Is There a Link Between Amphetamines and Depression?
Amphetamines, in their legal form such as Adderall and as illicit drugs such as Ecstasy, are synthetic stimulants that are highly addictive. Affecting the central nervous system, they induce euphoria and a feeling of confidence, increase alertness, and suppress appetite. These feelings lead one to believe they benefit from the drug, but people can quickly develop cravings and drug-seeking behavior when it wears off, thereby leading to the physical and psychological dependence of amphetamine addiction.
Depression is a withdrawal symptom, but there are additional links between amphetamines and depression. Other signs seen in amphetamine rehab include anxiety, fatigue, and hunger, but the success of amphetamine addiction treatment depends on identifying and treating associated depression.
A Link Backed by Research
Research has indicated a link between stimulant use and anhedonia, or reduced interest or pleasure from normally rewarding activities. A strong correlation between anhedonia/depressed mood and lifetime amphetamine use was found.1
In low doses, amphetamines have been used to treat depression, especially in patients with low energy, lethargy, decreased attention, and hypersomnia. Repeated use can trigger psychostimulant abuse symptoms and a type of depression that is resistant to antidepressants.2 The nature of this differs from symptoms such as delusions and hallucinations, which resolve after the drugs are discontinued.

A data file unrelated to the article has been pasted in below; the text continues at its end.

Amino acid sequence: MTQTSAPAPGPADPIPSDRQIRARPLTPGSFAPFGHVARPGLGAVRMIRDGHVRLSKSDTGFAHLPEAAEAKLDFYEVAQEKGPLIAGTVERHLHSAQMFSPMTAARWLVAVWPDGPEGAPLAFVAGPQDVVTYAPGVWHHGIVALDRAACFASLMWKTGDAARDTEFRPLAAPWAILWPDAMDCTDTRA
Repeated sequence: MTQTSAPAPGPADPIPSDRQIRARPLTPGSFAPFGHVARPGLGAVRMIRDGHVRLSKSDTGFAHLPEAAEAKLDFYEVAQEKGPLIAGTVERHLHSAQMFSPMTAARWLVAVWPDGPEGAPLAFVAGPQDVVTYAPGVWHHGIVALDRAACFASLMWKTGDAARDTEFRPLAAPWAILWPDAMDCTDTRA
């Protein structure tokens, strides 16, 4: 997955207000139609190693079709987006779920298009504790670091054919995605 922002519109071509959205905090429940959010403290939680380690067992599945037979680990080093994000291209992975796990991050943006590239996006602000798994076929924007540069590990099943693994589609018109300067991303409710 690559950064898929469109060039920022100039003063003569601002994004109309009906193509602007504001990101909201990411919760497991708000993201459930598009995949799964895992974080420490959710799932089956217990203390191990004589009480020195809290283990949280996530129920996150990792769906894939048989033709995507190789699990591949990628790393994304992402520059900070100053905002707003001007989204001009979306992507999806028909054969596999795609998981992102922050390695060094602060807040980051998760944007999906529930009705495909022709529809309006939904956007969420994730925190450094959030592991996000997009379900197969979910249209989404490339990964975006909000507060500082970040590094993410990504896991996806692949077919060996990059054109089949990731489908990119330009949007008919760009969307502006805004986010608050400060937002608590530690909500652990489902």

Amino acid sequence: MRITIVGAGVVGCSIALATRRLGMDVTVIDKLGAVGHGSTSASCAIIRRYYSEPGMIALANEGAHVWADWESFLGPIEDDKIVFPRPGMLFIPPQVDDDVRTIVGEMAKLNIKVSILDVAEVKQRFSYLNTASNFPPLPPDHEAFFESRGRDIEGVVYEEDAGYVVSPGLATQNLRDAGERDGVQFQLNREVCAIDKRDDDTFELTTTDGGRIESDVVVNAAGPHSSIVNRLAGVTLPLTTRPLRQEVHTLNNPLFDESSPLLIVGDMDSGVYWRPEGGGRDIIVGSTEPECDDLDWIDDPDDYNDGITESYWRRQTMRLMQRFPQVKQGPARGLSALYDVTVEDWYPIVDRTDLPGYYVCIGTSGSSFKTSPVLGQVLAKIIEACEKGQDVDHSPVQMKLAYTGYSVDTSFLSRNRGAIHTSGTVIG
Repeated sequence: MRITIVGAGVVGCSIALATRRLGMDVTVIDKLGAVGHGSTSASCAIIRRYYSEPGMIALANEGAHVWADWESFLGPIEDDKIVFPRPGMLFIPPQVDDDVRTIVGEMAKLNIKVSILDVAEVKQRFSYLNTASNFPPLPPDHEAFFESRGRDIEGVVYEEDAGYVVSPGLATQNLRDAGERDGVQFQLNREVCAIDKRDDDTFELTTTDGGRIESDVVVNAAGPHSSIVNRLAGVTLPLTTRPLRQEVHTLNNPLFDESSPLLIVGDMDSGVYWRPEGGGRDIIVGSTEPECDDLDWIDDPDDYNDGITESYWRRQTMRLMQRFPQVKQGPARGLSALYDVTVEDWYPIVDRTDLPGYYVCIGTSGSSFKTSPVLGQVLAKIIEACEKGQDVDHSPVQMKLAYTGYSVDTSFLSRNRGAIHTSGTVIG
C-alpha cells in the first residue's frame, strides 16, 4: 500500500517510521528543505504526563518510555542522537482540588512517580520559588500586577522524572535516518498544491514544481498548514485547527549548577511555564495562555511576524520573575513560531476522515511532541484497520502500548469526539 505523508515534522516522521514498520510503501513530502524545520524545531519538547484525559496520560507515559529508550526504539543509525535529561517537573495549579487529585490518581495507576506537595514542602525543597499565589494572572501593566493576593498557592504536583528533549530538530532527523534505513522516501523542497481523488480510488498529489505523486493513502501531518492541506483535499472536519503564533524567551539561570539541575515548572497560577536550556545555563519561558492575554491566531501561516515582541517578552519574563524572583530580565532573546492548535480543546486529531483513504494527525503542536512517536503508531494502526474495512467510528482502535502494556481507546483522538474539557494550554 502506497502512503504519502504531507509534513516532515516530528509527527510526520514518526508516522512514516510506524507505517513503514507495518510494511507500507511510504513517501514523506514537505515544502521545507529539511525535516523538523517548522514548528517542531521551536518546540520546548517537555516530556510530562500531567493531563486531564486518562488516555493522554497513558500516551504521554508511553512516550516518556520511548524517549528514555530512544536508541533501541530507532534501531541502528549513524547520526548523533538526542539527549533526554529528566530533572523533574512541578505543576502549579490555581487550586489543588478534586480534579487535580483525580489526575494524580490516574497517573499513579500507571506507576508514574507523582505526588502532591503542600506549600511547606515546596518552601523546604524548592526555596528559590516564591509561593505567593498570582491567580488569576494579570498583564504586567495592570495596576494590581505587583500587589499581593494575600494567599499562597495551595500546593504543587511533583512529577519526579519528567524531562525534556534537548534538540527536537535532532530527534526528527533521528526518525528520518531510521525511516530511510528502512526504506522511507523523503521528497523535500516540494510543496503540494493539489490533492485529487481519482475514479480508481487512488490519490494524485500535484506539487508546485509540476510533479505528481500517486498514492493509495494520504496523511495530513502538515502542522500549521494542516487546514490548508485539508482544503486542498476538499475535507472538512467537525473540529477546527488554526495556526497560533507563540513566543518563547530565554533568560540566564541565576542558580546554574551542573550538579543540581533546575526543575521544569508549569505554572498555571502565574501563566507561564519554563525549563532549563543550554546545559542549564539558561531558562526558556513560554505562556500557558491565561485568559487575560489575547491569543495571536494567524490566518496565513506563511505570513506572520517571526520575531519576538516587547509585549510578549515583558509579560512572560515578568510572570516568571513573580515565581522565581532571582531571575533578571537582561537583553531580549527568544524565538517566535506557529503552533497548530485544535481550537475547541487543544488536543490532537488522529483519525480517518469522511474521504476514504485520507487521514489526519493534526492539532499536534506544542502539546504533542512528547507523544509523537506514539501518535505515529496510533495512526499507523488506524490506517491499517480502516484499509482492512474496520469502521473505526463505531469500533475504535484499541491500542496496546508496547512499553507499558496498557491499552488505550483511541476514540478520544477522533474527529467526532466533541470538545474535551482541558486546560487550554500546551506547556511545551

Parallels of Amphetamine Use and Depression
Over 40% of those addicted to amphetamines may also suffer from depression and other mood disorders.3 There may be multiple connections between the two, making amphetamine depression treatment challenging if the causal nature isn’t known. These connections include:
• Depressed users who rely on amphetamines to self-medicate
• Antidepressant-resistant depression resulting from amphetamine abuse
• Energy crashes following an amphetamine high
• Genetic tendencies toward both depression and addiction
The physical symptoms of Adderall abuse are similar to those of amphetamines, and they include convulsions, cardiac problems, and insomnia. Both are also associated with psychological symptoms like paranoia and hallucinations. Adderall is used to treat attention deficit hyperactivity disorder in adults and children; it’s also used to treat narcolepsy.
The connection between Adderall and depression in adults is similar to that of other amphetamines. In fact, a crash from dextroamphetamine can trigger depression and other withdrawal symptoms. Adderall depression treatment accounts for such symptoms as intense cravings, sleep problems, anxiety, and fatigue, as seen with other stimulants.
With any speed withdrawal, how long the drug is used affects how a person reacts after stopping. Chronic abuse can result in severe depression, fatigue, and sleep disturbances, as well as other physical effects, such as an increase in dopamine in the brain.
Preventing and Treating Amphetamine-Associated Addiction
One way to prevent complications is to stick to prescription dosages or only take a stimulant if a doctor prescribes it. Amphetamine rehab involves treatments, such as cognitive behavioral therapy and motivational interviewing. A 12-step program, detox, counseling, and family support are available. Amphetamine addiction and depression can, therefore, either be prevented or treated in a professional setting.
For more information about how Yellowstone Recovery can help, review our online resources or call us at (888) 941-9048.